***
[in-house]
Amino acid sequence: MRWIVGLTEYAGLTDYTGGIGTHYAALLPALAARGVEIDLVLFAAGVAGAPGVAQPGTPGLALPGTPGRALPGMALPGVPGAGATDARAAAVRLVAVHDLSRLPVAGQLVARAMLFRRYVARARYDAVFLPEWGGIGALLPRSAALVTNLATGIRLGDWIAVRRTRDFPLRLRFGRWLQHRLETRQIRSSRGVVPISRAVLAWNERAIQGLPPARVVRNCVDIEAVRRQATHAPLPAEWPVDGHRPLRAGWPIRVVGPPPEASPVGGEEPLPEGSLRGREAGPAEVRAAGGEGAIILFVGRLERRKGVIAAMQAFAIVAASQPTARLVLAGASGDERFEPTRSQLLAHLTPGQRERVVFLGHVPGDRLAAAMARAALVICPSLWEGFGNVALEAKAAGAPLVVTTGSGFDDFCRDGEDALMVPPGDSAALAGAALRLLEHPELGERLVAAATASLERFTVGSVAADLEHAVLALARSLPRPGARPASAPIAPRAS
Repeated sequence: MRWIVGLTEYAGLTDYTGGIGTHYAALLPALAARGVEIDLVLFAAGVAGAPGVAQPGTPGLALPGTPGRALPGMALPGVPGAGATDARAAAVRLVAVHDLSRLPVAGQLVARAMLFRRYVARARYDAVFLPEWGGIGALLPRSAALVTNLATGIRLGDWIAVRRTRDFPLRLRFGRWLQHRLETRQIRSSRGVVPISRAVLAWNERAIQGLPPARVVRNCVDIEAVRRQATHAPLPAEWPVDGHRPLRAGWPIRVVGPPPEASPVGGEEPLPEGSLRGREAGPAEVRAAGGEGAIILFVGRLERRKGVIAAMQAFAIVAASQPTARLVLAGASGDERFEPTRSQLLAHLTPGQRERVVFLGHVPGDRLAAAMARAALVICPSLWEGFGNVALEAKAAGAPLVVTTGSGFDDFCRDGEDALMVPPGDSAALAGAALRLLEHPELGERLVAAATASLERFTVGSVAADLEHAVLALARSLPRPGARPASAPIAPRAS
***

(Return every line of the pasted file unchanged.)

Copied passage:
[in-house]
Amino acid sequence: MRWIVGLTEYAGLTDYTGGIGTHYAALLPALAARGVEIDLVLFAAGVAGAPGVAQPGTPGLALPGTPGRALPGMALPGVPGAGATDARAAAVRLVAVHDLSRLPVAGQLVARAMLFRRYVARARYDAVFLPEWGGIGALLPRSAALVTNLATGIRLGDWIAVRRTRDFPLRLRFGRWLQHRLETRQIRSSRGVVPISRAVLAWNERAIQGLPPARVVRNCVDIEAVRRQATHAPLPAEWPVDGHRPLRAGWPIRVVGPPPEASPVGGEEPLPEGSLRGREAGPAEVRAAGGEGAIILFVGRLERRKGVIAAMQAFAIVAASQPTARLVLAGASGDERFEPTRSQLLAHLTPGQRERVVFLGHVPGDRLAAAMARAALVICPSLWEGFGNVALEAKAAGAPLVVTTGSGFDDFCRDGEDALMVPPGDSAALAGAALRLLEHPELGERLVAAATASLERFTVGSVAADLEHAVLALARSLPRPGARPASAPIAPRAS
Repeated sequence: MRWIVGLTEYAGLTDYTGGIGTHYAALLPALAARGVEIDLVLFAAGVAGAPGVAQPGTPGLALPGTPGRALPGMALPGVPGAGATDARAAAVRLVAVHDLSRLPVAGQLVARAMLFRRYVARARYDAVFLPEWGGIGALLPRSAALVTNLATGIRLGDWIAVRRTRDFPLRLRFGRWLQHRLETRQIRSSRGVVPISRAVLAWNERAIQGLPPARVVRNCVDIEAVRRQATHAPLPAEWPVDGHRPLRAGWPIRVVGPPPEASPVGGEEPLPEGSLRGREAGPAEVRAAGGEGAIILFVGRLERRKGVIAAMQAFAIVAASQPTARLVLAGASGDERFEPTRSQLLAHLTPGQRERVVFLGHVPGDRLAAAMARAALVICPSLWEGFGNVALEAKAAGAPLVVTTGSGFDDFCRDGEDALMVPPGDSAALAGAALRLLEHPELGERLVAAATASLERFTVGSVAADLEHAVLALARSLPRPGARPASAPIAPRAS